12:25 PM -- Wal-Mart, Best Buy, 7-Eleven and Target are among the big-name retailers teaming up to take on the wireless operators and Google in the crowded mobile commerce market.
The companies, along with 11 others, announced the formation of the Merchant Customer Exchange (MCX) on Wednesday. The venture plans to build a mobile app that will let customers make payments, redeem coupons and rebates and store their loyalty program information on their smartphones.
When I saw this news, I thought, "Great, the retailers are an important piece of the value chain for mobile payments." But, then I realized that the MCX is being positioned as a competitor to Google, operator initiatives like Isis and even Square Inc. and other credit-card company services, rather than a link in the chain. Now, it just seems like yet another half-baked solution in an increasingly congested market. (See Mobile Commerce Sidesteps the Carriers , Learning to Play Nice With NFC and Verizon Blocking Google Wallet? Poor Decision.)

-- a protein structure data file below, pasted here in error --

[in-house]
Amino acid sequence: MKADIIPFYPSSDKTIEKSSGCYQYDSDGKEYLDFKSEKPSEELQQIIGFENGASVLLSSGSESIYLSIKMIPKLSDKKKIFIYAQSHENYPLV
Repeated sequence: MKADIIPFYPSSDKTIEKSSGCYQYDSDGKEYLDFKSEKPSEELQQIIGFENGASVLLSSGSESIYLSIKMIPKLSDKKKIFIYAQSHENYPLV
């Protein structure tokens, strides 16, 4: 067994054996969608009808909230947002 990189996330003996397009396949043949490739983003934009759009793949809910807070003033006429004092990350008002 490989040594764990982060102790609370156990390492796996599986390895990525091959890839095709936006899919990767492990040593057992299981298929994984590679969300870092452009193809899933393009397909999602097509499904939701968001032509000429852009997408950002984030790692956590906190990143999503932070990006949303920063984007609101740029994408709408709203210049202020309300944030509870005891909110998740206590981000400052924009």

Sure, the retailers -- which do a combined $1 trillion in yearly sales -- are powerful players since they own the point-of-sale and decide what credit cards to accept. But, it seems to me they would be much better off working with other players in the market to make existing services more robust and, importantly, widely accepted. (See Mobile Money: What's the End Game? )
I understand that everyone -- wireless operators, software companies, handset makers and vendors are guilty too -- wants to be the mCommerce leader rather than just one part of the puzzle, but it's frustrating to see the market becoming so fragmented before it has even taken off.
— Sarah Reedy, Senior Reporter, Light Reading Mobile